The Boy (Blu-ray)

May 18, 2016 5 Min Read

Review by: Matt Brighton and Matt Malouf

Plot: What’s it about?

There’s just something about dolls that can be so downright frightening. Maybe it’s the close resemblance to an actual person, or the glass eyes that you’re just waiting for to blink. Regardless, they tend to freak me out. I admit that I’ve grown more than a little tired of what the horror genre has to offer. The last horror flick that truly frightened me and got under was skin was 2008’s The Strangers. I appreciated the scaled back approach and the resistance to expose the masked killers. The fear of the unknown is much more terrifying than needless exposition (a common problem with many recent horror flicks). Turning to The Boy, it takes a similar low-key approach that actually really works in its favor. In no way is this film a modern horror classic, but it gets the job done while still providing some worthwhile scares.

Greta Evans (Lauren Cohan) decides to escape and abusive relationship takes a job as a nanny in a secluded house for an elderly couple. The couple won’t be there, but they do have firm (and somewhat strange) instructions for her. Their boy, Brahms (who is actually a doll) has a set of rules that she must follow precisely if she wants things to go well. We’re told that the real Brahms died in a fire many years before, and other nannies were rejected. While she keeps in contact with her sister, she’s mostly to herself. That is until she meets Malcom (Rupert Evans) who is a local grocer and brings her food and what not. The two of them eventually grow closer. It doesn’t take long for Greta to begin hearing stranger noises and odd behavior around the house. Is Brahms possessed? Is there something more sinister going on? Maybe it’s a supernatural force. Whatever it is, The Boy did a great job at keeping me guessing. I’ve come across other reviews mentioning that they saw the twist coming early on. Not me. I really had no clue what the big reveal would be. Without getting into spoilers, I have mixed feelings on it. On one hand, it’s a bit more realistic to this world, but on the other, it might underwhelm some. This is certainly a film that’ll benefit from a second viewing where we can put the pieces together a tad more. All things told, The Boy gets the job done.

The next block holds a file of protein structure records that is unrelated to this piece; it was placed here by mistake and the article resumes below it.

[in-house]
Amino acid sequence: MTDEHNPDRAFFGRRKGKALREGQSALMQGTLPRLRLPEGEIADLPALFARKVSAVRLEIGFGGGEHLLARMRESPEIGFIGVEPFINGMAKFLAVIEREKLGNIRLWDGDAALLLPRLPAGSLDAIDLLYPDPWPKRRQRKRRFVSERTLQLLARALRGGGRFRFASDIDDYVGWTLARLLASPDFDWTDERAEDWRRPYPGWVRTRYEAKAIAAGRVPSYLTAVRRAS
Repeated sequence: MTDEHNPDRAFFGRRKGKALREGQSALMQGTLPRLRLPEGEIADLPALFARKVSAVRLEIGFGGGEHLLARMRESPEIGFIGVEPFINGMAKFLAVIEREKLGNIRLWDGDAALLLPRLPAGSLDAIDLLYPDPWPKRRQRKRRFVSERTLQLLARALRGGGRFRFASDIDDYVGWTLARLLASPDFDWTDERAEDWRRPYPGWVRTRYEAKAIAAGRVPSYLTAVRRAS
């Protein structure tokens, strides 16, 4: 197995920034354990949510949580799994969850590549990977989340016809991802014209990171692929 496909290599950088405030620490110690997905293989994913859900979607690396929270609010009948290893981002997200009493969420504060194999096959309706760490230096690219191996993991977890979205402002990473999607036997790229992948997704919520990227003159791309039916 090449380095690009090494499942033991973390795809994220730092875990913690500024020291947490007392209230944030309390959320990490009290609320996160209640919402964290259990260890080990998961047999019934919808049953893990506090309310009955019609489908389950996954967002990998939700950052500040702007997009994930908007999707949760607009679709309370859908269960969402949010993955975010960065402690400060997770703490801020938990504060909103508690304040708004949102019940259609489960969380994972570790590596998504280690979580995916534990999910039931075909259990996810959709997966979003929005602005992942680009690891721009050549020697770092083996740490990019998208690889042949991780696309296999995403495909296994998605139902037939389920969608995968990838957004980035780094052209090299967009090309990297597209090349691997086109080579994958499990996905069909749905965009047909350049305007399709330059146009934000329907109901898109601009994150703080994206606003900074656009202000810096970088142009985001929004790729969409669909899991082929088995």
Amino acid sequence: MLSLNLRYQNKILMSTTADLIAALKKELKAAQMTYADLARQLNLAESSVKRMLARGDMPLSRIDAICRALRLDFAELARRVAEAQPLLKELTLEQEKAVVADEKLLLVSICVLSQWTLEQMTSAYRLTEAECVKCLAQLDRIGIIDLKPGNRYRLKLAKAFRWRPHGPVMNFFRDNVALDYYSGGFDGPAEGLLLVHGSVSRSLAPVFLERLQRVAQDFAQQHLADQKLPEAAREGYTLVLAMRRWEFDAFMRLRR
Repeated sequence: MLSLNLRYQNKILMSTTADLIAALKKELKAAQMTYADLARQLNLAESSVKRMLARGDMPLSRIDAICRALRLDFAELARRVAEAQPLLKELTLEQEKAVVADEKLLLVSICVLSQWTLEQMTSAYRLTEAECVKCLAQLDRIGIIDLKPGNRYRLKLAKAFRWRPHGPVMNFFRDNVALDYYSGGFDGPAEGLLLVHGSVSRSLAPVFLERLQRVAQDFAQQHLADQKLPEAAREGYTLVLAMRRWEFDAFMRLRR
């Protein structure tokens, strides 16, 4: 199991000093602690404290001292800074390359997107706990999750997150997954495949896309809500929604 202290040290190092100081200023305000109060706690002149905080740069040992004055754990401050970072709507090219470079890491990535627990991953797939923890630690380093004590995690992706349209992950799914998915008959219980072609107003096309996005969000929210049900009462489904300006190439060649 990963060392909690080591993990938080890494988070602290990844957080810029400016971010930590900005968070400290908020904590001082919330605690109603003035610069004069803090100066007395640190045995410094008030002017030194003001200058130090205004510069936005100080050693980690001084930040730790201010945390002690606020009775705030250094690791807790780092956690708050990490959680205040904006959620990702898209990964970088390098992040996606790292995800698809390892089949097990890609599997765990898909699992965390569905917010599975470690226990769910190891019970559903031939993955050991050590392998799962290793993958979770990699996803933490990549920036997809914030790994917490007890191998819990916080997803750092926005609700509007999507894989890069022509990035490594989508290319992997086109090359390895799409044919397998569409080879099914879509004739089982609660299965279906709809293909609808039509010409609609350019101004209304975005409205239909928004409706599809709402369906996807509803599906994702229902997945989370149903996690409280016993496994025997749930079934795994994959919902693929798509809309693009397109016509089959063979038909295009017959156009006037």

Video: How’s it look?

We get a solid transfer here which should come as no surprise since the film is so new. Colors are nice and smooth, details strong and the print pristine. Many will likely pay close attention to the doll looking for even the slightest bit of movement. Black levels are deep with no issues either. The transfer will satisfy fans of the film.

Audio: How’s it sound?

We get a worthy DTS HD track that provides strong vocals and good effects throughout. The rear channels get some good usage and really enhance the film’s mood at times. You might find yourself looking behind you on a few occasions. The bass kicks in strongly at times as well.  All in all, fans will also be pleased with this track.

Supplements: What are the extras?

Oddly, this comes to Blu-ray as a bare bones release. Not even a trailer has been included.

The Bottom Line

Nicely paced and greatly understated, The Boy isn’t perfect (the ending does have issues), but it gets more than enough right, and is a good change of pace from more recent horror flicks. There’s just something creepy about that doll that gets under the skin. The film comes recommended.

Disc Scores

VIDEO
AUDIO
EXTRAS
OVERALL